The first two paragraphs below are a small piece of my son's story that I imagine many people can relate to:
After my son was dead, some of his friends told me they had been concerned about him. I did not know them, he had many friends from college and elsewhere in his adult life and was not living in my state. But they did not communicate with each other. They did not reach out beyond their immediate circle to find out what might be done. They did not try to contact me or any other family member or former professor, even though they knew he was in close communication and friendship with several of them - and they did know how to find them and who they were. They did their best, but they didn't know what to do.
A relative saw my son at a family event several months before he died when he was 2000 miles away from me and I hadn't seen him for months before that. His daughter, who was only a couple of years younger than my son and cared very much about him, went to her Dad and told him that my son was in trouble. She looked up to her Dad and expected him to do something. All he did was make a few calls to my son, who ignored him. He never contacted me, because he had issues with me- that had nothing to do with my child. He did nothing further, even though practically his entire family is in the mental health profession, and many of them were in good relationship with me and my son. He did nothing even though he was aware of serious mental health issues in his own family, but tell me this had happened- after my son was dead.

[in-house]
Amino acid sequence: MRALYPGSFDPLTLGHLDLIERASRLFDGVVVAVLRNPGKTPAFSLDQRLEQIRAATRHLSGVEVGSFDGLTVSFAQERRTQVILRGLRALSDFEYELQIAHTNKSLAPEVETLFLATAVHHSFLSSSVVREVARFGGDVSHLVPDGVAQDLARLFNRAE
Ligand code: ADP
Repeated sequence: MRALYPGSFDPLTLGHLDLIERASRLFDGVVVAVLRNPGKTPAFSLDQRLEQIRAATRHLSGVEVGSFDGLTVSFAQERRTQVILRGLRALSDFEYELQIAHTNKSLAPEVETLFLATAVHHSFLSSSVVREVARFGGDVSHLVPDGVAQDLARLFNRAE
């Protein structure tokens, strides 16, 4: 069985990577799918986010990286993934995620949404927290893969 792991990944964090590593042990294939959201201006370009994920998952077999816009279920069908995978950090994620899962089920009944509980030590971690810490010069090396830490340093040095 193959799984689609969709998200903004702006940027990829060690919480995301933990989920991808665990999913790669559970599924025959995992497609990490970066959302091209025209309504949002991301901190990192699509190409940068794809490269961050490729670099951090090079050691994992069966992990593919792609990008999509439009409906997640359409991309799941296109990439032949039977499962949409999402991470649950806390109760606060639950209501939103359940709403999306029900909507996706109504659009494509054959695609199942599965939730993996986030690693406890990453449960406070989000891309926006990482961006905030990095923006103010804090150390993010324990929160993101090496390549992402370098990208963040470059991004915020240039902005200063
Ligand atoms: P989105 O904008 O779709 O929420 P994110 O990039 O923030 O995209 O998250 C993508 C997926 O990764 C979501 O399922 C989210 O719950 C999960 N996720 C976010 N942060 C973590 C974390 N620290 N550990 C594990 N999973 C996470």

This message is for everyone: No matter what, it is not our prerogative to ignore someone who is in trouble. No matter what our relationship to the person, or their immediate family, our history or our issues, we all have a responsibility to spread the word when someone needs help. To not just take it on ourselves alone to be that person's support without getting more help. To not drop the issue if they don't respond to us. To not shut up and leave it for someone else to do when we haven't contacted anyone else and there is no plan in place. So what if we don't get a thankful response- in my case I would have been on my knees with gratitude for the information or any offer of help. Suicidal people can find it impossible to ask for help, or to keep asking if they have been rejected previously. Suicidal people cannot look after themselves. We all need to look after them to the best of our ability, even if it means swallowing pride or dislike to contact those who can help. If you don't know how to proceed, call a crisis line and get some input. Call a crisis line anyway. No one can take on the responsibility of saving someone's life from suicide all by themselves. It can be complicated- but so what. Life is complicated sometimes.
If you are a healthcare provider, make damn sure you are in contact with every other healthcare provider this person sees and with friends and family. Find out who they are. This is a life saving act. Share information.
Suicide prevention is a community issue, and a community responsibility. It is not private, it is not shameful. It is necessary. Many of the fortunate people who got the help they needed in time have gone on to lead wonderful lives and do very important things in this world.
Suicidal people are not a lost cause. They can be helped, and helping them will help everyone.
Please, if you know someone who is in pain, please swallow your pride, shove your fear and embarrassment to the side and step up and advocate for them. Reach out for them, because they cannot reach out for themselves. Even if they get mad at you, reach out for them. They may thank you later, but they may never get the chance if you don't help them now.